Alo Yoga has made its move.
The ath-leisure brand — which has found its way onto the likes of Gigi Hadid, Kendall Jenner and Alessandra Ambrosio — is its parent’s fastest-growing label and today opens a more than 7,000-square-foot space that’s a cross between a store, yoga studio and small café in Beverly Hills. The move marks the first of what’s expected to be many doors for the yoga brand, which could scale to around 20 stores in the next few years, according to cofounder Danny Harris.
Pricing range from $50 to $60 for sports bras and leggings starting at $70 up to $110 with the company catering to a mostly Millennial customer, aided in part by its heavy presence on social media. The Alo Yoga business, to date, has grown largely through wholesale distribution in stores such as Nordstrom, Neiman Marcus and Bloomingdale’s as well as CorePower Yoga and Equinox. The company also has a three-year-old catalogue business, although Harris said that’s mainly seen as a marketing maneuver more than a major source of revenue.
“We are interested in being able to design what we want to design and be able to produce what it is we want,” said Harris said of the company’s philosophy when it comes to wholesale and other growth in general.
Alo Yoga is owned by Los Angeles-area company Color Image Inc., which has a multibrand portfolio that includes Bella Luxx, and employs a workforce of about 800 at its headquarters, which not surprisingly boasts a yoga studio, workout facility, tea bars and meditation gardens.
One could say the new store is a slice of the Alo Yoga headquarters or “lifestyle” the brand aims to be. The store’s lower level is where all the merchandise is housed, with a mix of men’s and women’s apparel, along with candles, soaps, shoes and items from other brands. The back of the store serves organic Stumptown coffee, Kombucha on tap and juice from Raw Juicery. Food from Café Gratitude is also available.
Upstairs takes visitors to a rooftop deck and yoga studio where classes will be held.
The company — owned by founders Harris and Marco DeGeorge — searched for real estate for nearly two years, eyeing spots on Melrose Avenue in Los Angeles, Santa Monica and as far out as New York before settling on Beverly Hills at 370 North Canon Drive.
“What I like about this street is if you were to look around, it’s so much about culture,” Harris said. “We have restaurants all over. It’s not Rodeo Drive where it’s store after store. I really liked this building and I liked this street and I didn’t want to just be like all the other retailers and open right next to a Lululemon or a Gap — not that there’s anything wrong with that. It’s just that we like to do things a little different.”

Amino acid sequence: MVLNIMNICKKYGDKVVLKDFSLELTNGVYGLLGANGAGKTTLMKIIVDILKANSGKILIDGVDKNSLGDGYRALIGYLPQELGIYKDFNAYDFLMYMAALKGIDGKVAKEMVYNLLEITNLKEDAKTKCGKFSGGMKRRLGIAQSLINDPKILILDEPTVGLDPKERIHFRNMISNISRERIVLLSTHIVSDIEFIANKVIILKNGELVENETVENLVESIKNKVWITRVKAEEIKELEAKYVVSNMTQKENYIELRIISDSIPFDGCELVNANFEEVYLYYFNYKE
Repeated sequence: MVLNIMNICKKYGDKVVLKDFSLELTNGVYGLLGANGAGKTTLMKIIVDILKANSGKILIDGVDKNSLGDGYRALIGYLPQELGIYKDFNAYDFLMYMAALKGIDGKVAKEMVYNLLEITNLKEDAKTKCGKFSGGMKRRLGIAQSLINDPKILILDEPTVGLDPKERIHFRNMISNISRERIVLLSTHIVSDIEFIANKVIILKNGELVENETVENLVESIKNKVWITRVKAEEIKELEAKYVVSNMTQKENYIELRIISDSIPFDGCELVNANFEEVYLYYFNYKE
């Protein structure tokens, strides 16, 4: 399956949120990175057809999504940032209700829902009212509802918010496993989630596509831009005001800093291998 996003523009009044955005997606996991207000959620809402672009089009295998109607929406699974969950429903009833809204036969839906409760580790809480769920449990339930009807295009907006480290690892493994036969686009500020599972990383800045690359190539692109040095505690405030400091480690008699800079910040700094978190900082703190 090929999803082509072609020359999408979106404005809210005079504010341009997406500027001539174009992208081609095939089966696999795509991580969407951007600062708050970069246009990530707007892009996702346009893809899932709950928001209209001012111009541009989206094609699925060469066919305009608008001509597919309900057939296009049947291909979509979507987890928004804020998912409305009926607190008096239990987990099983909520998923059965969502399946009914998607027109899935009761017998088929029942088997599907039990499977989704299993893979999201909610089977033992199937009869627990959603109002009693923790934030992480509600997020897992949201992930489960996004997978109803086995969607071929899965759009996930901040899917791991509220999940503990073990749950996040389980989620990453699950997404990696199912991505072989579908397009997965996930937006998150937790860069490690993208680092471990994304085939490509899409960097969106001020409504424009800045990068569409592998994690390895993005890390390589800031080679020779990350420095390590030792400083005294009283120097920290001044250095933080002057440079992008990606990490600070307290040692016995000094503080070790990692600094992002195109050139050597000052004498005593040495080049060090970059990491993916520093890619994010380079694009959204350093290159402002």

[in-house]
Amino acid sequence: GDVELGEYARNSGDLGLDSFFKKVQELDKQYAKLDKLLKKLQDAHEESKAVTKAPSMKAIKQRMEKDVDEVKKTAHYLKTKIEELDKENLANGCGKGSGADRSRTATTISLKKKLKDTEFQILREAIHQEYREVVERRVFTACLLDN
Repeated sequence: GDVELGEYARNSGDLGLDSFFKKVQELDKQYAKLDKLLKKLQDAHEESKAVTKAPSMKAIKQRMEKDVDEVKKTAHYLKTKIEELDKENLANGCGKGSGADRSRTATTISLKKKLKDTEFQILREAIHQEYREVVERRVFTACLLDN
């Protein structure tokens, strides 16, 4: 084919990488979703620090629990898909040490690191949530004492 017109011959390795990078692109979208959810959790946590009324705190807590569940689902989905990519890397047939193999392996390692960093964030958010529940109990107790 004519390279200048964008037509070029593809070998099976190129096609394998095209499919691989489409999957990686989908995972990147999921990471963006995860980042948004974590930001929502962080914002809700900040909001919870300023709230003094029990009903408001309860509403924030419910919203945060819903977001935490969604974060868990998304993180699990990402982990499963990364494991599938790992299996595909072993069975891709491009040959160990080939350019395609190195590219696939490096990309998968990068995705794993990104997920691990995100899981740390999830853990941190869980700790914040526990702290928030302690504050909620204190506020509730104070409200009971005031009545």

Alo Yoga’s foray into brick-and-mortar also helped give it the confidence to get back into men’s, a business it tried its hand at about five years ago with the market reaction mostly tepid. In company-owned stores, it will be easier to control the presentation and product offerings for not just men but it’s entire assortment, Harris said.
Men’s relaunched with a small collection of what Harris called the “core basics” consisting of shorts, pants and tank tops.
As for Alo’s future, much of the energy is on retail with the next set of doors likely to be relatively close to home in places such as Santa Monica, Laguna Beach and San Diego.
As the company scales brick-and-mortar, it will experiment with different store formats, meaning not all will be as sizable as Beverly Hills. Some may be smaller, serving mainly as showrooms and more focused on greater synergies with online ordering.
Harris and DeGeorge started Color Image 24 years ago out of high school and remain its sole owners with no outside investors. “It was always about being different,” Harris said.
“[Alo Yoga] was our smallest brand. It’s not anymore, but this brand really speaks to our culture, who we are [and] this lifestyle that we live here in Los Angeles,” he said. “A lot of these things that we apply to Alo we apply to our other brands as well, just the idea of sustainability and transparency and so on. As the Millennial becomes more powerful they can influence buying decisions and as a result of that, it’s really made our company grow significantly.”